Author: Li Mingjiang, RSIS
The recent annual sessions of the National People’s Congress (NPC) and the Chinese People’s Political Consultative Conference (CPPCC) — two of the most important political events in China — demonstrated the extent to which the country’s elite aspire to safeguard China’s interests in the East Asian seas.
But in his report to the NPC, Premier Wen Jiabao also vowed to prioritise efforts to improve relations with neighbouring countries. The experience of recent years indicates that these two policy objectives may not be reconcilable and that it will be extremely difficult to maintain a balance between the two.
Proposals aimed at protecting China’s maritime interests flowed thick and fast during these meetings — and not all of them will facilitate friendlier relations with China’s neighbours. For instance, Lui Cigui, director of the State Oceanic Administration, indicated that China is serious about carrying out law enforcement activities in surrounding seas. He noted that China’s regular patrol activities now cover all the maritime zones under Chinese jurisdiction, which extends to the Yalu River estuary in the north, the Okinawa Trough in the east and the Zengmu Reef (James Shoal) in the south. The patrols also monitor features including the Suyan Islet (Socotra Rock), Diaoyu (Senkaku) Islands, Huangyan Islands (Scarborough Shoal) and the Nansha Islands (Spratlys). Less immediately confrontational, Wang Zhuwen, the president of Dalian Ocean University and a deputy in the NPC, pointed out that a lack of general awareness is constraining China’s ability to pursue its maritime interests. He thus proposed that maritime education should be included in primary and middle school curricula.
Chen Mingyi, a member of the Standing Committee of the CPPCC, also suggested that China should establish a national maritime commission to coordinate Chinese maritime policy. He further proposed that China should formulate a long-term comprehensive plan to transform China into a maritime power by 2020. Major General Luo Yuan, meanwhile, attracted much attention when he proposed that China should integrate its maritime law enforcement personnel to form a national coast guard. This new grouping would protect China’s maritime rights and interests in the face of growing challenges in the South China and East China seas. Luo also suggested that China should focus on five policy areas in the South China Sea: consolidating its administrative jurisdiction, strengthening the legal grounds of its territorial claims, enhancing its military presence, promoting economic activity and improving its ability to shape international opinion. He then proposed that China publish a white paper on the South China Sea issue to provide a comprehensive account of the historical and legal grounds of China’s claim.
Wang Zhifa, deputy director of the National Tourism Administration, announced that his agency is working with other central government agencies and Hainan province to promote tourism in the Paracels. He noted this should help secure China’s claim to sovereignty over the islands and will also be useful for border security. Some CPPCC members proposed that China should also step up efforts to protect the Diaoyu Islands — which are effectively controlled by Japan. This follows recent official publicity which promoted the islands’ Chinese names to underscore China’s claim to the islands. For instance, China Central Television could include the Diaoyu Islands in its weather forecasts to further highlight their inclusion in Chinese territory.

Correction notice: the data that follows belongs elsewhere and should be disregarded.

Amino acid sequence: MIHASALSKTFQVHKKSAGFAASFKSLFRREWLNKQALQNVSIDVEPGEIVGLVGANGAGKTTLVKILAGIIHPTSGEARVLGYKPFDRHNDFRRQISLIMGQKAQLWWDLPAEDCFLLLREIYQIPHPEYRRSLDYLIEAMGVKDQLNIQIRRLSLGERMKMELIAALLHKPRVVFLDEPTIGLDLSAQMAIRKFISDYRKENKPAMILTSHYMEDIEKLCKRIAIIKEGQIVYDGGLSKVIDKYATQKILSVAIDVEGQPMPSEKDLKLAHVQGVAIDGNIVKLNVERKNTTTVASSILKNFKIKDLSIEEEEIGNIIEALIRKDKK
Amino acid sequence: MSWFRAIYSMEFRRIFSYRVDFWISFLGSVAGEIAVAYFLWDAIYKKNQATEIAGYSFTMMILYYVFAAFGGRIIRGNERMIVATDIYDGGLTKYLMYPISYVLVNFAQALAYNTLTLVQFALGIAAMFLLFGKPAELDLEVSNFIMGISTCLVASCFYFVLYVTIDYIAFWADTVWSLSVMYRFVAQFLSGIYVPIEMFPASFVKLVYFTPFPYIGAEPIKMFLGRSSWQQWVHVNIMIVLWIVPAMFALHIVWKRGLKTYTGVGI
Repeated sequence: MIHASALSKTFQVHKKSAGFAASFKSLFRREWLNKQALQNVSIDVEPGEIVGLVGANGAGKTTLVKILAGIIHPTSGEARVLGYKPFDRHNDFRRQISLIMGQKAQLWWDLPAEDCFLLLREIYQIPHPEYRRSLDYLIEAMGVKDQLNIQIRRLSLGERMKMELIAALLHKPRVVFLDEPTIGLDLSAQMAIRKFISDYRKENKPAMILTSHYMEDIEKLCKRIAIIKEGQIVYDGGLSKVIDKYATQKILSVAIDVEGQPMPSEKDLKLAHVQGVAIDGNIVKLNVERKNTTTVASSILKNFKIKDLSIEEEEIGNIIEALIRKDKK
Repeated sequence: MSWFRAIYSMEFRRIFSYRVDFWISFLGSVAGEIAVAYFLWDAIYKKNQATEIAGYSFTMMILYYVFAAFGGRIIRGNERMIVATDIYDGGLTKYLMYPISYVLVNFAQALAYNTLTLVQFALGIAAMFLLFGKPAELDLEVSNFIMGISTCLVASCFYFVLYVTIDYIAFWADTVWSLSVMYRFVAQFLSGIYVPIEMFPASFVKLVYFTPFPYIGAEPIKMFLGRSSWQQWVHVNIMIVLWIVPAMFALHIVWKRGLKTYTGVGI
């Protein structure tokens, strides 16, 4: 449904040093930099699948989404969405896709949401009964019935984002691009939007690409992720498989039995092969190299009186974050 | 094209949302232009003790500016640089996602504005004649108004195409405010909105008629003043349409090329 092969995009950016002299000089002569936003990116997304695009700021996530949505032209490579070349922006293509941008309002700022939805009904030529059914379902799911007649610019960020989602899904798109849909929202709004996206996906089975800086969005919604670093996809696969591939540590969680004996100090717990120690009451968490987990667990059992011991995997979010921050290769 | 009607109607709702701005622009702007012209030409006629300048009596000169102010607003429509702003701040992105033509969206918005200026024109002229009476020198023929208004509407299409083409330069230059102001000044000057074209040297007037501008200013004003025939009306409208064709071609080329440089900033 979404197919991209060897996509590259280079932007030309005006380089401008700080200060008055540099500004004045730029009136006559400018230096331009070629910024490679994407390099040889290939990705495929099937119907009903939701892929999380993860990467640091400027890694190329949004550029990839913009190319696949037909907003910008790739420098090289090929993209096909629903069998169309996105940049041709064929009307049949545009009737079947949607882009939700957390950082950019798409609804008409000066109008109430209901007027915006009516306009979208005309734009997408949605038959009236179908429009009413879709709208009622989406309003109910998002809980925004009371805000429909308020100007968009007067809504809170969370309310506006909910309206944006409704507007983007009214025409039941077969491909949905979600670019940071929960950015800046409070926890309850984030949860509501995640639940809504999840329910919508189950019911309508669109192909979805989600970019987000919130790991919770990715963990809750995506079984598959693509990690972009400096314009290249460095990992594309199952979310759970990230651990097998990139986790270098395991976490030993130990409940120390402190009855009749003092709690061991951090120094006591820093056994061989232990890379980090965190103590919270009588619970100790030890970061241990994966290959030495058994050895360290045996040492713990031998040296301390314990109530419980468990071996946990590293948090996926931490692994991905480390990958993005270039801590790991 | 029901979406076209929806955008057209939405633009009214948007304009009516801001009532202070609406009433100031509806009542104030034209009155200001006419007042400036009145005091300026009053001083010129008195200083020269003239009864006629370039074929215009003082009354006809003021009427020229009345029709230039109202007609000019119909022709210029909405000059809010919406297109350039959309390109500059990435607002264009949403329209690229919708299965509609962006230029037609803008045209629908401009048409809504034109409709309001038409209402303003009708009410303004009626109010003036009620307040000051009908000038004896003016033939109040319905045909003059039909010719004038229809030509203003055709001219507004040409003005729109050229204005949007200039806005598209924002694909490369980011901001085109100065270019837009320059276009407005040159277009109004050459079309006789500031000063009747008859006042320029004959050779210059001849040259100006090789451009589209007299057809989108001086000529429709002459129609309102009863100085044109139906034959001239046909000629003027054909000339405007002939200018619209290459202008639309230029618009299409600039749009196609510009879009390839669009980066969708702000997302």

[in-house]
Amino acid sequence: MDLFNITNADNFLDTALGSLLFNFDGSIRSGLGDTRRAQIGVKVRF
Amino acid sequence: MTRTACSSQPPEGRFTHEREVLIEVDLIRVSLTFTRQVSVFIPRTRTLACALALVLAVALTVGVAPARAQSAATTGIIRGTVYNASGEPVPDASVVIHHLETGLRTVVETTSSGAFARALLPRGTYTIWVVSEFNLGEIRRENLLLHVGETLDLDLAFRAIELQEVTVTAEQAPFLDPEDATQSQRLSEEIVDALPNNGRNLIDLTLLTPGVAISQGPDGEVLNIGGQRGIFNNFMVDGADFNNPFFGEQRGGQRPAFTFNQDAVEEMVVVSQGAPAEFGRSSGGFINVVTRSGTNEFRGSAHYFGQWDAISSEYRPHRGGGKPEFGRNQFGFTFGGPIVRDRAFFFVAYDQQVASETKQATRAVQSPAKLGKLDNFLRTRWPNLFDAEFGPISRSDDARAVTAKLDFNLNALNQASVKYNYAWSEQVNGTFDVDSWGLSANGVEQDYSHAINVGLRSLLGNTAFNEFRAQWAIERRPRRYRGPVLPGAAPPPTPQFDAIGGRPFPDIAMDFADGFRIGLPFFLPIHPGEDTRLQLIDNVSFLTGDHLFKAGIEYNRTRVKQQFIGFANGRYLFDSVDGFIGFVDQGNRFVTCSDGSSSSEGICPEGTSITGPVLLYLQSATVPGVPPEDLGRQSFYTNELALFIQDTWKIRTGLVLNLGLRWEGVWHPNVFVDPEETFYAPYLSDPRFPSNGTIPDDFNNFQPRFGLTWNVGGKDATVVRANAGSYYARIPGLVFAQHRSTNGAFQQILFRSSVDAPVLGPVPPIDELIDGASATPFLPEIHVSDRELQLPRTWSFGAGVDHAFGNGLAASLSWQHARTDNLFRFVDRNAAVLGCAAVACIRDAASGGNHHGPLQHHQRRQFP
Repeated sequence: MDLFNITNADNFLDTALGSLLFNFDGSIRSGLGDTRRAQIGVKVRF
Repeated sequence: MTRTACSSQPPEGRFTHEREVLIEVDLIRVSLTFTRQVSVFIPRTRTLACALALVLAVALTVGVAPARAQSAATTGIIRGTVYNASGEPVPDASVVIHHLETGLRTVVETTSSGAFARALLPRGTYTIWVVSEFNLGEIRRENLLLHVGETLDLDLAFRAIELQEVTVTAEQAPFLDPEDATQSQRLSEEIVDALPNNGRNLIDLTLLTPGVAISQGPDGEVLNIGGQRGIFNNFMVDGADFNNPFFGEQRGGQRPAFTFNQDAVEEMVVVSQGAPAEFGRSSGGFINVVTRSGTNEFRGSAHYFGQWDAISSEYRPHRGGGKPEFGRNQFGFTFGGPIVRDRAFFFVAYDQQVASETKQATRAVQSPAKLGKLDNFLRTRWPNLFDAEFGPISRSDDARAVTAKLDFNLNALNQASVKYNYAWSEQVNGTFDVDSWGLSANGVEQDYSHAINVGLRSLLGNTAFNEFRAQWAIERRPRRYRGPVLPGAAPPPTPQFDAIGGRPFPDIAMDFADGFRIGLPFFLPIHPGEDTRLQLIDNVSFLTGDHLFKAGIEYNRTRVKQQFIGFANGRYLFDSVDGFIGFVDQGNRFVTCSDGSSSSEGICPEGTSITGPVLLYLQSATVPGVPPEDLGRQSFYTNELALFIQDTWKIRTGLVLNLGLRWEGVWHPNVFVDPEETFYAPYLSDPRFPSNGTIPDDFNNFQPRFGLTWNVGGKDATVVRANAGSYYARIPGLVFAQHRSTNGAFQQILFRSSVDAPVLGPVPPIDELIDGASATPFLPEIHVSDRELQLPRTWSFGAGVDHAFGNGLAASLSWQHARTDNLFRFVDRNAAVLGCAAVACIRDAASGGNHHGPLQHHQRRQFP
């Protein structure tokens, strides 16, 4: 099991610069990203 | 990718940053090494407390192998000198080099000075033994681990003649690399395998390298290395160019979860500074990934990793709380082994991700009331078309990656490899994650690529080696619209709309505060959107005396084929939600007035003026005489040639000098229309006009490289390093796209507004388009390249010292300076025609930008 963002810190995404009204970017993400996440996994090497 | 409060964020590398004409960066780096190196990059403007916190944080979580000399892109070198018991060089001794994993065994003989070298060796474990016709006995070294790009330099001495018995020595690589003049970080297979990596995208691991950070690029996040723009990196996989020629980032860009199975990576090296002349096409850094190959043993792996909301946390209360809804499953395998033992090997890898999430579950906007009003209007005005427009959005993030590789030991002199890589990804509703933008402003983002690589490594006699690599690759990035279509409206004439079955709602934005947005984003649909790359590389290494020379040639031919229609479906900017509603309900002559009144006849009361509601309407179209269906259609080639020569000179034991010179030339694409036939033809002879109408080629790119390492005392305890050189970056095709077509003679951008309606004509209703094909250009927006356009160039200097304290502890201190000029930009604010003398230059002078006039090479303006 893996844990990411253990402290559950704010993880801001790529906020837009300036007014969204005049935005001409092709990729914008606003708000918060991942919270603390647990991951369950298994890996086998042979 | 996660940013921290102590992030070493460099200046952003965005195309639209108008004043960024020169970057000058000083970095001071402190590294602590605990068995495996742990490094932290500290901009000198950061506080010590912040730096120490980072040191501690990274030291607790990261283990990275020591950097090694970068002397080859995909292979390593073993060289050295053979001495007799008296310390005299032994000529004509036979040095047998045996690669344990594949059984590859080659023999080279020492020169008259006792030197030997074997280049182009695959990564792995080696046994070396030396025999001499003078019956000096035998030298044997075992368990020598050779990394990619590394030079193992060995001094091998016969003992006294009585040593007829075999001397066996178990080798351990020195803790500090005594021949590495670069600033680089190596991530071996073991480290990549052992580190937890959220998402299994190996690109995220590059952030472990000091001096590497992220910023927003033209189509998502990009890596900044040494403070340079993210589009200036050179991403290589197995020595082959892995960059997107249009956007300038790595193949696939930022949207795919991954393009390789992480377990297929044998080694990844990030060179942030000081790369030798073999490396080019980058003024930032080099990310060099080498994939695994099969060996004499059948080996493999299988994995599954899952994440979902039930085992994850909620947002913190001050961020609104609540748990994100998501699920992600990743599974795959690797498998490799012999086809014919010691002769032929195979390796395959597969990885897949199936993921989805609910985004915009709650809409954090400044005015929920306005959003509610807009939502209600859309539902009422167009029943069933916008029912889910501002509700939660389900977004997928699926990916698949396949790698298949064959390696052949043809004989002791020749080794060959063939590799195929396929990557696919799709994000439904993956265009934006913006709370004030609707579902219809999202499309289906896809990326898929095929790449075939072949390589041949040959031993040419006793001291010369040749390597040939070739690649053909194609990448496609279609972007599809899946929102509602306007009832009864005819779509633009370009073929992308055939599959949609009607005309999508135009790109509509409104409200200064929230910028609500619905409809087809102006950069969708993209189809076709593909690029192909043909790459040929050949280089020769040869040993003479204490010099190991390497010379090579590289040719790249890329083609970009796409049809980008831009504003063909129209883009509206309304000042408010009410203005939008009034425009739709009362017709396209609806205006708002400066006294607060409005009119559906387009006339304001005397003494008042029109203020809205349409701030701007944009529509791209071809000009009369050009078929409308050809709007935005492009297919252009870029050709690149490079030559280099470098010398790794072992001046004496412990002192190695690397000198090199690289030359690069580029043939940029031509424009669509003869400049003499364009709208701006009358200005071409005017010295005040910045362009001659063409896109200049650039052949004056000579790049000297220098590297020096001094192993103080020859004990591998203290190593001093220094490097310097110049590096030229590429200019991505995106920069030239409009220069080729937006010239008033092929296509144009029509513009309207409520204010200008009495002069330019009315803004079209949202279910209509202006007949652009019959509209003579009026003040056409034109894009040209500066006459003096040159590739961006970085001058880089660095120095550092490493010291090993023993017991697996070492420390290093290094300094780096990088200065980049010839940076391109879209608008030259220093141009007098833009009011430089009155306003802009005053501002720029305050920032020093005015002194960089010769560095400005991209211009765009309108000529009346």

Despite these propositions, China’s aims and ambitions for its coastal seas are still not entirely clear. The Chinese media and many Chinese analysts have only described China’s ambitions in the East Asian seas in very loose terms. At recent political meetings in Beijing, for example, the political commissar of the navy’s North Fleet noted that China’s possession of an aircraft carrier is justified because China owns a large maritime area — in his own words, three million square kilometres of ocean territory. This would presumably include most of the East China Sea and the maritime zone within the ‘nine-dotted line’ in the South China Sea. But many Chinese experts on maritime affairs and officials in China’s foreign policy community are unlikely to support the usage of terms like ‘ocean territory’ to describe China’s ambitions in East Asian seas, viewing such language as overly expansive. In contrast to the commissar’s ambitious statement, Chinese foreign ministry spokesperson Hong Lei observed in February that ‘no country, including China, makes a sovereignty claim over the whole South China Sea’.
So while it seems Beijing has not developed a clear maritime strategy, China’s interests in the maritime arena are growing fast. The discourse at the recent political congresses in Beijing exuded a sense of urgency and emphasised the need to employ tougher policies and step up China’s efforts to transform itself into a maritime power. Judging by experiences over the past few years, Premier Wen’s foreign policy goal of improving neighbourly relations might fail if regional maritime disputes are not handled with proper diplomatic care.
Li Mingjiang is Assistant Professor and Coordinator of the China Program at the S. Rajaratnam School of International Studies, Nanyang Technological University.
A version of this article first appeared here as RSIS Commentary No. 53/2012.